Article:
Beth 'pidge' Flanagan's blog. Open source queer.

A quick note.

So, I know there is some concern about me not taking my generation and prior to task quite yet. I want to address that concern before I write the next letter.

Frankly, I’ve hit a bit of a block around that letter and have realized how hard it will be to write. It’s a whole lot easier to write to people you love and aren’t *really* mad at, than it is to write to people you are still a bit angry at but still love none the less. Maybe this is a cop out, I don’t know. I want to yell at them. To hurt some of them for what they did to me and do to you. To shake my fist at them. But I can’t. Because I was there and I know that in many ways, they’re parroting what was taught to them by prior generations, acting out in ways they were taught to act. If anything, I feel a bit of pity.

Time and distance has tempered my anger towards them bit. Made me see that despite the awfulness of some of what the prior generations and my own( and some of the current generation, tbh. primary/secondary:homosexual/autogynophile:hbser. Seriously, W.T.F?) perpetuate there are still good things that happen. Awesome things. The really amazing things around transfeminist thought that are happening now didn’t happen in a vacuum. Those blocks were imperfectly laid out years ago. Fights against fucked up, out dated models about trans women were happening back then. And it wasn’t just in internet communities. A lot of that conversation and work was happening in drag communities. In street communities. In working class communities. In trans women of color communities.

Transy house. Strap-on.org (please, someone, tell me how to archive whatever ezboards turned into and I’ll buy you a pint if we ever meet). History projects. A lot of little projects, all over the world, across demographics *were* happening that changed the entire landscape from the fuckedupness of what was going on back then (and still is).

I want to tell a story here that I’ve never ever ever told publicly. About a little clinic I started. A friend of mine (a trans lady who had graduated medical school and was now in her residency) had gotten pissed off enough about how there was an entire medical establishment who essentially fed off the lack of health care options for trans women. They profited from our destitution.

So, on a farm in western Washington, we built (literally. walls and all) a clinic. That provided orchidectomies to trans women. For 500 USD. Literally enough for supplies and to cover rent back when that procedure cost about 2000 USD. We prioritized low income trans women and trans women from disadvantaged populations.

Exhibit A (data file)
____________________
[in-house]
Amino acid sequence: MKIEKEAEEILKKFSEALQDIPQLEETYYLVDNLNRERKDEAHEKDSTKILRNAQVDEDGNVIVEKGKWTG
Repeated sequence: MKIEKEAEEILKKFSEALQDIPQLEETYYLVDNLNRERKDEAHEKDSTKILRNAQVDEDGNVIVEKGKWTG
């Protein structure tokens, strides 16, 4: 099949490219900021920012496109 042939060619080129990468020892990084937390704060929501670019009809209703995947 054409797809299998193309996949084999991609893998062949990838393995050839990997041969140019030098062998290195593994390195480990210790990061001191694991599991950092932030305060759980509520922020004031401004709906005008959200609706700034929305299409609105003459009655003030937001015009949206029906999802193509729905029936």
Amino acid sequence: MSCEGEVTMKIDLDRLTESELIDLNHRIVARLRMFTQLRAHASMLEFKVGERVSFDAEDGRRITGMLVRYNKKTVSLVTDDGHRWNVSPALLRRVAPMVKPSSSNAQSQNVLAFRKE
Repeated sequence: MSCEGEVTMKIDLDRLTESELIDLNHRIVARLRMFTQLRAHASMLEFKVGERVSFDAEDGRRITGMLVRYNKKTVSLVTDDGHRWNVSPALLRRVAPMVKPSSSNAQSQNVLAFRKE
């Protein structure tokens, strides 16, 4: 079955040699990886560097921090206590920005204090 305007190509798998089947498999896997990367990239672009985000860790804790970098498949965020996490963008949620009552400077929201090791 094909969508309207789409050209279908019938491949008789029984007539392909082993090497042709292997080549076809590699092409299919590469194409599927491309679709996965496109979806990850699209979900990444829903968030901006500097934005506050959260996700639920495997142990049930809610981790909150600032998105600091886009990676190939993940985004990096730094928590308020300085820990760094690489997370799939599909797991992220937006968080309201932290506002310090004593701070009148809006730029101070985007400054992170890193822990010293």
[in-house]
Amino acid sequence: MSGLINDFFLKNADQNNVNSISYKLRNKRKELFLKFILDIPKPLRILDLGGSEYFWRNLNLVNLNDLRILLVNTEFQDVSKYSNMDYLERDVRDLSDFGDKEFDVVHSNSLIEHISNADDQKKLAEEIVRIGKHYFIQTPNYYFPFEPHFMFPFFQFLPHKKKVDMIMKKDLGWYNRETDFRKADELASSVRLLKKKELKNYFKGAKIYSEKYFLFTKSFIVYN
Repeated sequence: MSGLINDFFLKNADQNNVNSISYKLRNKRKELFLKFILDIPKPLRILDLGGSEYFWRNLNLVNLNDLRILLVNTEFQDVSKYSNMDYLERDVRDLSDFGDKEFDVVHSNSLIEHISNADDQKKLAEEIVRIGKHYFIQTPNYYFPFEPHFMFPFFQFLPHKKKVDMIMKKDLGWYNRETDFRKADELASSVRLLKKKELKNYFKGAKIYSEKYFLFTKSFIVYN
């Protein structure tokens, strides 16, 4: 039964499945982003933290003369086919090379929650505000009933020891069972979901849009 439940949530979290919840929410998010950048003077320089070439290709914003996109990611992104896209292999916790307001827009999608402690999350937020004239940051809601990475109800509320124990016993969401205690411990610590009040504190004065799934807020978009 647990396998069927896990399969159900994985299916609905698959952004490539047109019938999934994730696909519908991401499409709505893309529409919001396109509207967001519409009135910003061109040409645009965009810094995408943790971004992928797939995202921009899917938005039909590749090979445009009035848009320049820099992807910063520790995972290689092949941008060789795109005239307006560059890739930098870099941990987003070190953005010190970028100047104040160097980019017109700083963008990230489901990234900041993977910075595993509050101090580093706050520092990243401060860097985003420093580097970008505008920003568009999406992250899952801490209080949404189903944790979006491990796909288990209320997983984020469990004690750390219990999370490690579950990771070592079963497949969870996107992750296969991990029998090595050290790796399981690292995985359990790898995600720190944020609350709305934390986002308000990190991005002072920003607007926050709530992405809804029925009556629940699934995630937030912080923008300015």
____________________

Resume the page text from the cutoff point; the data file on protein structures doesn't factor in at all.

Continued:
The clinic didn’t last for long. About 2 years give or take. It was never meant to be a long term sustainable project. I tell you this story, not to toot my own horn (in fact, with the exception of folks I know IRL, I’ve never actually told this story. It’s kind of one of those things that get cisfolks to sideeye you a bit), but to illustrate a point.

Undamaging a community takes time and work and none of it happens in a vacuum. It’s built on over years, either directly or by changing the way a community thinks or even by changing the climate that surrounds a community. The work people are doing now is, in part, built off the work some of my contemporaries did which in turn is built off of work some of the prior generation did. That’s not to say the people doing the work now don’t deserve credit. They do. All of it. But, the work I did around the clinic would NOT have been possible without the work the prior generation did. Without being able to have a trans woman being able to transition in medschool and keep her job.

It’s all a lot of small, scary steps that happen over years, done by people who have suffered serious trauma. It’s imperfect. Sometimes it runs off into the weeds. And sometimes it’s just a few people doing the work. And then more and more join in and it reaches critical mass.

So, I guess my point is this. We need to address our history both the good and the bad and to reconcile it with where we are now. To understand it in context. To be mad about some of what happened, but also be able to see the good things that happened, which, many times, are lost amid the anger and hurt. To be able to forgive a bit more and recognize that there is no real good and evil here. Just fucked up people doing the best they can in a fucked up situation.

3 responses to “A quick note.

  1. threekidsandi May 4, 2014 at 7:58 PM

    What nice work you did. Affordable medical is so rare, how lifechanging that must have been for your patients!

    • pidge May 5, 2014 at 1:28 PM

      It was “adequate” work.
      I really wish it could have been more sustaining.
      I really wish we could have helped more folks.
      I wish the older, more financially stable TW had supported us.
      I wish we didn’t *#&*@ have to do it at all.

      The simple fact is, it speaks VOLUMES about how transphobic the medical system is, when we were left with little other option than building out a damn surgery in what was essentially a garage in order to provide affordable health care options. If anything, the thought of it still makes me angry.

      • threekidsandi May 5, 2014 at 6:54 PM

        For all the issues I have with Iran, at least they offer free and quality surgeries for the transgender. I could go down all kinds of roads in comparing them to the US on this. But there are too many roads to choose from, none positive, so I abstain.
        I hope enough people get angry about it to do something about it, again.
        Adequate is far, far better than nothing.

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